The Sheriff blew the whistle when the three minutes had expired and I, totally exhausted, tried to stand. My only comforting thought was that the loony had not been recovered; a draw had been reached so neither of us had to shave. My heart sank when Bubba jumped to his feet and pumped his fist in the air with a victory yell, in his hand was the shiny gold glint of the Canadian one dollar coin. My knees gave way and I fell back in the bog, devastated and betrayed. Bubba’s fans exploded in an uproar of celebration; fingers were pointed at me and laughter ridiculed, as I was reminded, in jeers, that my beard was now history. Sitting in the bog I hung my head in shame. It was bad enough that these kids had seen me loose a challenge, but they had no idea how I had been betrayed,double-crossed, cheated on and blindsided. He had agreed not to win, now I would have to shave since he found that stupid coin.
Bubba slogged his way out of the mud to the shore and slammed the winning loony into Sheriff’s Cal’s hand. I looked at the crowd gathered there, looks of disappointment on the fans that had supported and cheered me, those I had let down. There is a feeling you have when you fail at something, but when your failure disappoints others it’s a feeling that is worse then anything you can imagine. I couldn’t stand up and argue that this is wrong, Bubba was not supposed to win. I had been defeated in a most heinous way and I had to bear the shame and hide the secrets. I sighed and breathed deep as drops of black water dripped down my nose. I would have to learn to live again, eventually.
The Sheriff was just about to declare Bubba the champion, when Andre interrupted, announcing loudly. “The official loony that was tossed in the bog had the date, 1991!” He took the loony from his father and everyone went silent as he checked the coin. This loony has the date …” He paused to look closer as everyone went silent waiting to learn the year the coin had made. “1993!”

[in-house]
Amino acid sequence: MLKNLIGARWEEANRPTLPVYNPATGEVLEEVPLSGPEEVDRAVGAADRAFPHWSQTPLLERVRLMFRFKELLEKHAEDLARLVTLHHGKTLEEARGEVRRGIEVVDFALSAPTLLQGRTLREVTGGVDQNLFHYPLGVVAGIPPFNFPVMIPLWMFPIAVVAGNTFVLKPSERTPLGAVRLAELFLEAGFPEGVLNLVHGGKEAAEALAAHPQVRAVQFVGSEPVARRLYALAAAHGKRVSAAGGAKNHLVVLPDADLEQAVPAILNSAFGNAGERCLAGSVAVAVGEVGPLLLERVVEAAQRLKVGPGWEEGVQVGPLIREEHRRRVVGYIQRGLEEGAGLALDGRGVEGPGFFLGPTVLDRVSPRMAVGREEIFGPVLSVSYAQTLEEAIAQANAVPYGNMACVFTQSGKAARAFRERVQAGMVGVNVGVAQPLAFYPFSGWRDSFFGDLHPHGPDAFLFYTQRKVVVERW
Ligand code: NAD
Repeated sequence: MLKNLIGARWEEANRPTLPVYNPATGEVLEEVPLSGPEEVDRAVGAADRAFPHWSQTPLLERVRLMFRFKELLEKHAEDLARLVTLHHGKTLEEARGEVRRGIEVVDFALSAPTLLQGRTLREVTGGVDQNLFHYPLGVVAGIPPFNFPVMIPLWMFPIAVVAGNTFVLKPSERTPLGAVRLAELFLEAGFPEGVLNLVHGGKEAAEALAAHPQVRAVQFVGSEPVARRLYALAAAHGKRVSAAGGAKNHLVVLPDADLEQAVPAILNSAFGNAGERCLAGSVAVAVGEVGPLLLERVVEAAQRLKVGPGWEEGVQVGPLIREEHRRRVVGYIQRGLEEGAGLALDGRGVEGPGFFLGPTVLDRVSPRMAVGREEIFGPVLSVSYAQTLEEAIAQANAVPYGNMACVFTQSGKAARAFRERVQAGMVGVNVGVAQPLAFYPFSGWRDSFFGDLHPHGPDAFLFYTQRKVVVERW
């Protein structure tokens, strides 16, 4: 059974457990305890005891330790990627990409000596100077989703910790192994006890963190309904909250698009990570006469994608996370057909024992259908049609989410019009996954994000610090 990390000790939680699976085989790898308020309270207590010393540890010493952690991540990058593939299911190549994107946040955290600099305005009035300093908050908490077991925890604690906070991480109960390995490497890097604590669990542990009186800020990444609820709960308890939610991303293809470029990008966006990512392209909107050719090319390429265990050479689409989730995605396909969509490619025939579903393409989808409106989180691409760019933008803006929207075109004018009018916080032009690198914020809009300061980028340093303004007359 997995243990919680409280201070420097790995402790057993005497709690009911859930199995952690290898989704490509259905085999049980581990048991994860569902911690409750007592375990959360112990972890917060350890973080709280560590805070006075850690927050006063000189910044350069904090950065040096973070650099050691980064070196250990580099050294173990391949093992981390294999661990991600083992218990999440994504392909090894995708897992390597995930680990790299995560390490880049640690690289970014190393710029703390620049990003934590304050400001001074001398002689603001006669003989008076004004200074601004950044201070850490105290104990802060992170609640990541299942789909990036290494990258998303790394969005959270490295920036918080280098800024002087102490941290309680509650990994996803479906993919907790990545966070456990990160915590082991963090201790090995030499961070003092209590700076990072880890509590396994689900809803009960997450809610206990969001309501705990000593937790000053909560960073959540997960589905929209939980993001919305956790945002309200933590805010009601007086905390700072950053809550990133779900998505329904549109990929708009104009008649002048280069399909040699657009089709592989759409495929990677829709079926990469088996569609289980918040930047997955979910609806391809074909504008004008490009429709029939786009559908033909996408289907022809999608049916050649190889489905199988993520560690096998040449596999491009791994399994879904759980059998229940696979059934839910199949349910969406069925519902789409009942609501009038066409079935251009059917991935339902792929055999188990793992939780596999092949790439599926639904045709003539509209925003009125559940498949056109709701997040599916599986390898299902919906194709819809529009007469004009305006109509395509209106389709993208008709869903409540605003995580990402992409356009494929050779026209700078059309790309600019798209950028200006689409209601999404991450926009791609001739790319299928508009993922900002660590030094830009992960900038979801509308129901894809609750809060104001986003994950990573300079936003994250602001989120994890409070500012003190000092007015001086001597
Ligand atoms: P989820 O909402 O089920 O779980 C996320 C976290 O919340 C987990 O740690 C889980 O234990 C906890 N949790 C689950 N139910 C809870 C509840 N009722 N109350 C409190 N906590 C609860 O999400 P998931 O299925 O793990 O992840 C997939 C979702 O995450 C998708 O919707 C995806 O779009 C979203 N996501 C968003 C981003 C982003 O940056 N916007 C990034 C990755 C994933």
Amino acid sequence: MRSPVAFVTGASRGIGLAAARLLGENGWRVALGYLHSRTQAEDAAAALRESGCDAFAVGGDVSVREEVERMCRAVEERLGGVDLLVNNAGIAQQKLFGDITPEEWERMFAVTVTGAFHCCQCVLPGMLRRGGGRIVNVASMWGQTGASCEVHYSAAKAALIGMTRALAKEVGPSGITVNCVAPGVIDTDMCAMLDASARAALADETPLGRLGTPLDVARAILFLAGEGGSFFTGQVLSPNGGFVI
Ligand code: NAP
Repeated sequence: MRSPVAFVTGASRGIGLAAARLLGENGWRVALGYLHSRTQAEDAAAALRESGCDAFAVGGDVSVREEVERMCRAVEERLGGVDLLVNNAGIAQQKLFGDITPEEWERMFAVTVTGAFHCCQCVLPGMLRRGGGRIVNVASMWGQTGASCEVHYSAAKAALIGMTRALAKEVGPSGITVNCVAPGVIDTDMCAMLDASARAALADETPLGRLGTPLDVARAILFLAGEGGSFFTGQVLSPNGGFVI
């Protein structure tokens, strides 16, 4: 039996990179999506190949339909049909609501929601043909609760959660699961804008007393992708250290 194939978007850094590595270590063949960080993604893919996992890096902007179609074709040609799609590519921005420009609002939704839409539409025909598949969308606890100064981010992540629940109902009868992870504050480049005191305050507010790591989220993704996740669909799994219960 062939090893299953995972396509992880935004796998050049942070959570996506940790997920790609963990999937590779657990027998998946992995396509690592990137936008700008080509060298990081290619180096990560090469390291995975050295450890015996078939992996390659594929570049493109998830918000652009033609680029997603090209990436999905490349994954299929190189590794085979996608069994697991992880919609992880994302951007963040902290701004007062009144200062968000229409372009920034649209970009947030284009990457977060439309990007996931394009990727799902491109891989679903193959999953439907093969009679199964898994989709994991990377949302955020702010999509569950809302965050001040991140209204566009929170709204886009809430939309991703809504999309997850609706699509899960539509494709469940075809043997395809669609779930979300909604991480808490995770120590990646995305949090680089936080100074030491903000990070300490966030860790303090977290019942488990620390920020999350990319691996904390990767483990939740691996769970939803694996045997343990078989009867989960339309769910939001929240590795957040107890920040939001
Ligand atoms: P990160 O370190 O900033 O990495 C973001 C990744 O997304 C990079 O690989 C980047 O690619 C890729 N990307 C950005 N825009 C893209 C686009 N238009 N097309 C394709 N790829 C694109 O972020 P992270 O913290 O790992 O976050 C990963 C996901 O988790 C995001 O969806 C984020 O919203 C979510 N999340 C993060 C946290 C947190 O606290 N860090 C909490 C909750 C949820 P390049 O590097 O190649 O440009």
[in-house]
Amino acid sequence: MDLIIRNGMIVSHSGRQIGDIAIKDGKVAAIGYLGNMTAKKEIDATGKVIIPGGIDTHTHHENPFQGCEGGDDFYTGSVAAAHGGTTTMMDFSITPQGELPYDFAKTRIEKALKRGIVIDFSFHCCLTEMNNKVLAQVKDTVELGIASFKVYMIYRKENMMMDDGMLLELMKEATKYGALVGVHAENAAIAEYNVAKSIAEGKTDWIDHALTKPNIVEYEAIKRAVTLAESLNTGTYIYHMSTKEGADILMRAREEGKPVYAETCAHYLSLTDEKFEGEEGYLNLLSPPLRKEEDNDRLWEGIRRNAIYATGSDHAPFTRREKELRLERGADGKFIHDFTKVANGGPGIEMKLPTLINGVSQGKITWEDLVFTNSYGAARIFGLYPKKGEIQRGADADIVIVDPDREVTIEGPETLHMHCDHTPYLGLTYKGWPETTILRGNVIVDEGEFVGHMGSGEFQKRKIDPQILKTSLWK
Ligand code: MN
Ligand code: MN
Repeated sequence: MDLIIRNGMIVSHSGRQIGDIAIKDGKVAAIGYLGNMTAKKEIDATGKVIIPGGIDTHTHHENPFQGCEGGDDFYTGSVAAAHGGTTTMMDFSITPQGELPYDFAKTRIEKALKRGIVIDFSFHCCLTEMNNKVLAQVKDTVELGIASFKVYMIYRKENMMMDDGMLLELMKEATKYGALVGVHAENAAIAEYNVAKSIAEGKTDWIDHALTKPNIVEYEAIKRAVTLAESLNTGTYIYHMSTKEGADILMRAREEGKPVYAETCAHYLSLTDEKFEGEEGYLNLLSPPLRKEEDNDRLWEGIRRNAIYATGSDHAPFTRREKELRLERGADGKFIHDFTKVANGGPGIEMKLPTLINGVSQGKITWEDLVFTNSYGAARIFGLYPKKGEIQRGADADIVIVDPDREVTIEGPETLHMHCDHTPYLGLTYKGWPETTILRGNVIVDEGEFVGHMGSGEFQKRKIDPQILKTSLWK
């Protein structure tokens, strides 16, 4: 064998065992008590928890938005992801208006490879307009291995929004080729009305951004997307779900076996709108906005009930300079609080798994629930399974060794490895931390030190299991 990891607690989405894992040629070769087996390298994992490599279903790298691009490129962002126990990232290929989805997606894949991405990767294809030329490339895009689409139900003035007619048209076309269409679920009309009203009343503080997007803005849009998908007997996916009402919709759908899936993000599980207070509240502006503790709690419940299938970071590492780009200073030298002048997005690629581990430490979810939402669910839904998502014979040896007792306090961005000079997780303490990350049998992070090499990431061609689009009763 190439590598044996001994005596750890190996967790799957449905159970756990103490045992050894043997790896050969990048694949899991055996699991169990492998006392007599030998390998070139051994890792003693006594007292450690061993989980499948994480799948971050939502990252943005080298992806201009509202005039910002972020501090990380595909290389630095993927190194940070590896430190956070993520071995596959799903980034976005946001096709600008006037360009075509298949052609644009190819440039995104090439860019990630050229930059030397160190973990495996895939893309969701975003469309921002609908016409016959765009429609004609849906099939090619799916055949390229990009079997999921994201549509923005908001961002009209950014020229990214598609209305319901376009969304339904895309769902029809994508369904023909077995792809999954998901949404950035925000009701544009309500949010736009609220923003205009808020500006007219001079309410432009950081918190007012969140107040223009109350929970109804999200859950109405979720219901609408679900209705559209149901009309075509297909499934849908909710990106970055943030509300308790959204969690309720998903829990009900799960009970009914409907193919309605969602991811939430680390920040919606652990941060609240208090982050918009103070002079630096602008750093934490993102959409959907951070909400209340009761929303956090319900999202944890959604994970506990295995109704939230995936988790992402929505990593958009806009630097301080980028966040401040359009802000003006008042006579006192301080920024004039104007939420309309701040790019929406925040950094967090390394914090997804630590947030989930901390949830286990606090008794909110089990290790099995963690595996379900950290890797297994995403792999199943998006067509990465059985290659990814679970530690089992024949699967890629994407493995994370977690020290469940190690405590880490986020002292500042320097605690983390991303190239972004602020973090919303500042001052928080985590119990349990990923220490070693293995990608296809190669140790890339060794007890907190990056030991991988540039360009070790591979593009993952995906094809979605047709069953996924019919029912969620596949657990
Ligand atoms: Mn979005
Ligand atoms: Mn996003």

Bubba had cheated, he had hid the loony in his mouth and during our bout I had nearly caused him to swallow it twice. His fans groaned in defeat as my fans booed him. Everyone started talking at once. It was a draw; no one would have to shave.
But I couldn’t let this travesty go unpunished so that’s when I made my move. “Andre!” I shouted from the bog where I still sat. Again the crowd quieted and everyone turned to look at me in the mud “Check the date on this!” I raised my hand and everyone gasped to see a loony between my fingers. This time it was the turn of my fans to explode in victory. I tossed the coin across the bog and Andre snatched it out of the air. He wiped the mud from the face and looked closely. “The date on this one is…” Again, there was a pause. “1991! This is the winning Loony!” My fans went crazy as the Sheriff declared me the champion and as I made my way to solid ground I could see the one Bubba loves running away, nearly in tears.
Later when everyone had headed to supper and it was just me and Bubba left, I looked at him and shook my head. “I’m sorry Brad,” he apologized, “I had to choose between you and the one I love, and well, the one I love really likes my beard.”
I looked at him and quietly said, “You cheated”
“I know,” he shook his head, “but then you had to actually go and find the loony.” I could see in his mind he was trying to figure out how to explain things to his girlfriend.
I patted him on the back and called him by his real name. (Which I won’t mention here to protect his identity) “I didn’t find the loony.” I smiled, which looked particularly bright with my face covered in bog mud.
His eyes widened as he stopped to look at me. Those eyes, too, looked much brighter since his face was as black with mud as mine. “You didn’t find it?” he asked.
“No, I just made sure the loony I had clipped inside my shorts’ pocket matched the same date as the game loony.” We laughed as we made our way up Trites’ Lane leaving a wet muddy trail of bog behind us.
What is the morale of this story? If you are going to cheat, cheat well. In the end the kids had a good time, Bubba eventually married the one he loves and I retired as mud wresting champion with a story to share. In case you are wondering if Bubba ever shaved; eventually.